LAWRENCE — A University of Kansas doctoral student in physics was selected as one of 49 students nationwide to take part in the U.S. Department of Energy Office of Science Graduate Student Research (SCGSR) Program.
As part of the program, Sam Lane will spend seven months at the Brookhaven National Laboratory in Upton, New York, conducting research in theoretical and computational high energy physics. The SCGSR program provides supplemental funds for graduate awardees to conduct part of their thesis research at a host DOE laboratory in collaboration with a DOE scientist. The projects of selected students range anywhere from three to 12 months.
An announcement from the Department of Energy stated that the students’ projects are expected to advance the graduate awardees’ overall doctoral work while providing access to the expertise, resources, and capabilities available at the DOE laboratories.
Lane’s field of study focuses on the Higgs particle and its interactions in an effort to advance the understanding of the universe at its most fundamental level.
“The standard model of particle physics is one of the best-tested and accurate theories of fundamental particles. However, there are many things it does not explain, such as what is dark matter? What is dark energy? Why are there more particles than antiparticles in the universe? We are interested in studying these beyond standard model phenomena,” Lane said. “If we look at the content of the universe, the things described by the standard model only make up 5% of the total. If you are taking a test and you only know 5% of the material, it is a good indication to study it more.”
Lane pointed to the development of the PET (positron emission tomography) scan as an example of the long-range importance of the type of research he wants to conduct.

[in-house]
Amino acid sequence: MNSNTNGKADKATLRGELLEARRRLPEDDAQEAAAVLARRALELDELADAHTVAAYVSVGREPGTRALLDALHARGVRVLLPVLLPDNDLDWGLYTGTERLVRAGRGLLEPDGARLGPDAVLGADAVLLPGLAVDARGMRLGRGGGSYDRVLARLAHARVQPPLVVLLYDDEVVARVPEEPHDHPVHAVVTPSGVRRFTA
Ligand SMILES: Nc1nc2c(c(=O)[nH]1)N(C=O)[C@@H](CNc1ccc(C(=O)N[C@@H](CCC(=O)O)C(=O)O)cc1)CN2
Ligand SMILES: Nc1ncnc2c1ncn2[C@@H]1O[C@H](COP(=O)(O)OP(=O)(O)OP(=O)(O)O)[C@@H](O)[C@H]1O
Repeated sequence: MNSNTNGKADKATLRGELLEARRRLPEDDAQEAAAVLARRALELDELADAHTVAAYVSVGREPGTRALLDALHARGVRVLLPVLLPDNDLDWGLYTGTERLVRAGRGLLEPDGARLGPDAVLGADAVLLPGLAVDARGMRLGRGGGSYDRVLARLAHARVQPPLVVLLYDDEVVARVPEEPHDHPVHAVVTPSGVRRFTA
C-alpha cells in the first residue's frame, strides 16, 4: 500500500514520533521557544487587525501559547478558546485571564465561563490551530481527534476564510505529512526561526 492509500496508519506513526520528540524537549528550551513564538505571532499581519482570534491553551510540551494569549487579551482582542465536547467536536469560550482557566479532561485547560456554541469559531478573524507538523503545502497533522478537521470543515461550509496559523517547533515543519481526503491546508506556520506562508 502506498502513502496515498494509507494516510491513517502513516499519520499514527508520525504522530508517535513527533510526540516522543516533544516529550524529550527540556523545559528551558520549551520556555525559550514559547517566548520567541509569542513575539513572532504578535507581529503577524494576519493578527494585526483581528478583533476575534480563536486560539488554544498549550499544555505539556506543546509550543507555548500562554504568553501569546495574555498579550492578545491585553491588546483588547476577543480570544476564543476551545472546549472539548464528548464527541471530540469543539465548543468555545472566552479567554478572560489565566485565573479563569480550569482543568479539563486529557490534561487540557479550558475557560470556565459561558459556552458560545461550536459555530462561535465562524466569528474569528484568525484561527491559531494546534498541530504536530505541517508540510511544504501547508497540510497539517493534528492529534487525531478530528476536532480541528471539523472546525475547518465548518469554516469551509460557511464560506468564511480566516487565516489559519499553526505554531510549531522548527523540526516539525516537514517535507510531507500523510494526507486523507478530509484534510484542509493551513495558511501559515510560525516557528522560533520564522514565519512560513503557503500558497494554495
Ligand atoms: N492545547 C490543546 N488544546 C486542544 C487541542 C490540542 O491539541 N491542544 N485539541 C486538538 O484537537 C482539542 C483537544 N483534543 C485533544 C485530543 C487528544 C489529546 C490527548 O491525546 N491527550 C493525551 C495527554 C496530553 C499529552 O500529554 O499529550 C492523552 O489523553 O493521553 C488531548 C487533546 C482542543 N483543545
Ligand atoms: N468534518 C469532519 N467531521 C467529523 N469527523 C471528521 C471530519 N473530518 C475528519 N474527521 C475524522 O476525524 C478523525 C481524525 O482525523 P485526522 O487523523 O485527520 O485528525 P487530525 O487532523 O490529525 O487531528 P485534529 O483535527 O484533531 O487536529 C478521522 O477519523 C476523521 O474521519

“We are able to use the positron, the antimatter particle of the electron, to find serious illness in the body. Antimatter was predicted around 1930, but it took decades before the understanding and ideas came to produce the PET scan around the 1970s.”
Brookhaven National Lab, where Lane will be, specializes in a handful of research themes including photon sciences, quantum chromodynamics (QCD) matter, energy research, physics of the universe and climate, environment and bioscience
SCGSR program awardees were selected from a diverse pool of university-based graduate applicants. Selection was based on merit peer review by outside scientific experts.
“These graduate student awards prepare young scientists for STEM careers that are critically important to the DOE mission,” said Paul Dabbar, DOE under secretary for science. “We are proud of the accomplishments these outstanding awardees have already made and look forward to following their achievements in years to come. They represent the future leadership and innovation that will allow American science and engineering to continue to excel in the 21st century.”
Lane, originally from Pikeville, Kentucky, earned a bachelor’s degree in physics and mathematics from Centre College in Kentucky. He expects to complete his doctorate at KU in spring 2021. Lane hopes to land a postdoctoral research position at a national laboratory before ultimately pursuing a career in academia.